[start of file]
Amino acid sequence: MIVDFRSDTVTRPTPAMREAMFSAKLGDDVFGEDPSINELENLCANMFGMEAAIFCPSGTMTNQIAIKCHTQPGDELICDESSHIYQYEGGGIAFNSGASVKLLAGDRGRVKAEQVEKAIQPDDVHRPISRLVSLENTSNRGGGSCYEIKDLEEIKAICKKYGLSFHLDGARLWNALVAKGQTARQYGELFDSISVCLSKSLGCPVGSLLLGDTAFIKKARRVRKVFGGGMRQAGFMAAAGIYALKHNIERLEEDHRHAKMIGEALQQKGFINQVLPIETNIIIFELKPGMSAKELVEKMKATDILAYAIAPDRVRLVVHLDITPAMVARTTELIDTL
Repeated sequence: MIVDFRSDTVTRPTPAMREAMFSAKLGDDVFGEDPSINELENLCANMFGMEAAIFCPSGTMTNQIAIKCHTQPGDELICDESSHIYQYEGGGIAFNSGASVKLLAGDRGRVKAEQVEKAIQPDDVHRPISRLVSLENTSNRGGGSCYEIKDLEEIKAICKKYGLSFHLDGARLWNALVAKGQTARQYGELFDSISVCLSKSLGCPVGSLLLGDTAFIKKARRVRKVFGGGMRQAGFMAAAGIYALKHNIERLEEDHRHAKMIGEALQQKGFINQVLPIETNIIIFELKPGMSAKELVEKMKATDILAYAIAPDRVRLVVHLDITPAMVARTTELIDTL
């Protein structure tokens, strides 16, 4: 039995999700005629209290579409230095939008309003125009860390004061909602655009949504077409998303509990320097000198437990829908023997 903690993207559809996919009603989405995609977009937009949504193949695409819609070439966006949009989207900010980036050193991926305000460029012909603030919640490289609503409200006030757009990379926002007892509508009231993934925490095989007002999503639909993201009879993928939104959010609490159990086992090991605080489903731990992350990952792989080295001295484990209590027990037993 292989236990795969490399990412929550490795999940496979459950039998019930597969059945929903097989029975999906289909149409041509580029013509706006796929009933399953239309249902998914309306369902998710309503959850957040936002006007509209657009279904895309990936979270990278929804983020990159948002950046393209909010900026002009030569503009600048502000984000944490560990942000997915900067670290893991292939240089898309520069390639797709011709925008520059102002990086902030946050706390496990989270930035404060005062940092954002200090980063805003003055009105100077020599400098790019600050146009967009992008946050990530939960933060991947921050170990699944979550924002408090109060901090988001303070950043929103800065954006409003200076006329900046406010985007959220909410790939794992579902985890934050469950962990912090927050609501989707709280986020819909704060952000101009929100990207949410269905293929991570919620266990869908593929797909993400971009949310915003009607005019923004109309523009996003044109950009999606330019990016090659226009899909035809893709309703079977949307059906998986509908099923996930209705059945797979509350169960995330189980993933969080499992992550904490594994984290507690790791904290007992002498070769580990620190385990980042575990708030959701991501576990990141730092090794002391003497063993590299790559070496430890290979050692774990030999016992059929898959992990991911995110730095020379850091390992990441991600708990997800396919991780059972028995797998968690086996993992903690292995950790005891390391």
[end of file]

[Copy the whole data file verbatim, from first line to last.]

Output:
Amino acid sequence: MIVDFRSDTVTRPTPAMREAMFSAKLGDDVFGEDPSINELENLCANMFGMEAAIFCPSGTMTNQIAIKCHTQPGDELICDESSHIYQYEGGGIAFNSGASVKLLAGDRGRVKAEQVEKAIQPDDVHRPISRLVSLENTSNRGGGSCYEIKDLEEIKAICKKYGLSFHLDGARLWNALVAKGQTARQYGELFDSISVCLSKSLGCPVGSLLLGDTAFIKKARRVRKVFGGGMRQAGFMAAAGIYALKHNIERLEEDHRHAKMIGEALQQKGFINQVLPIETNIIIFELKPGMSAKELVEKMKATDILAYAIAPDRVRLVVHLDITPAMVARTTELIDTL
Repeated sequence: MIVDFRSDTVTRPTPAMREAMFSAKLGDDVFGEDPSINELENLCANMFGMEAAIFCPSGTMTNQIAIKCHTQPGDELICDESSHIYQYEGGGIAFNSGASVKLLAGDRGRVKAEQVEKAIQPDDVHRPISRLVSLENTSNRGGGSCYEIKDLEEIKAICKKYGLSFHLDGARLWNALVAKGQTARQYGELFDSISVCLSKSLGCPVGSLLLGDTAFIKKARRVRKVFGGGMRQAGFMAAAGIYALKHNIERLEEDHRHAKMIGEALQQKGFINQVLPIETNIIIFELKPGMSAKELVEKMKATDILAYAIAPDRVRLVVHLDITPAMVARTTELIDTL
């Protein structure tokens, strides 16, 4: 039995999700005629209290579409230095939008309003125009860390004061909602655009949504077409998303509990320097000198437990829908023997 903690993207559809996919009603989405995609977009937009949504193949695409819609070439966006949009989207900010980036050193991926305000460029012909603030919640490289609503409200006030757009990379926002007892509508009231993934925490095989007002999503639909993201009879993928939104959010609490159990086992090991605080489903731990992350990952792989080295001295484990209590027990037993 292989236990795969490399990412929550490795999940496979459950039998019930597969059945929903097989029975999906289909149409041509580029013509706006796929009933399953239309249902998914309306369902998710309503959850957040936002006007509209657009279904895309990936979270990278929804983020990159948002950046393209909010900026002009030569503009600048502000984000944490560990942000997915900067670290893991292939240089898309520069390639797709011709925008520059102002990086902030946050706390496990989270930035404060005062940092954002200090980063805003003055009105100077020599400098790019600050146009967009992008946050990530939960933060991947921050170990699944979550924002408090109060901090988001303070950043929103800065954006409003200076006329900046406010985007959220909410790939794992579902985890934050469950962990912090927050609501989707709280986020819909704060952000101009929100990207949410269905293929991570919620266990869908593929797909993400971009949310915003009607005019923004109309523009996003044109950009999606330019990016090659226009899909035809893709309703079977949307059906998986509908099923996930209705059945797979509350169960995330189980993933969080499992992550904490594994984290507690790791904290007992002498070769580990620190385990980042575990708030959701991501576990990141730092090794002391003497063993590299790559070496430890290979050692774990030999016992059929898959992990991911995110730095020379850091390992990441991600708990997800396919991780059972028995797998968690086996993992903690292995950790005891390391």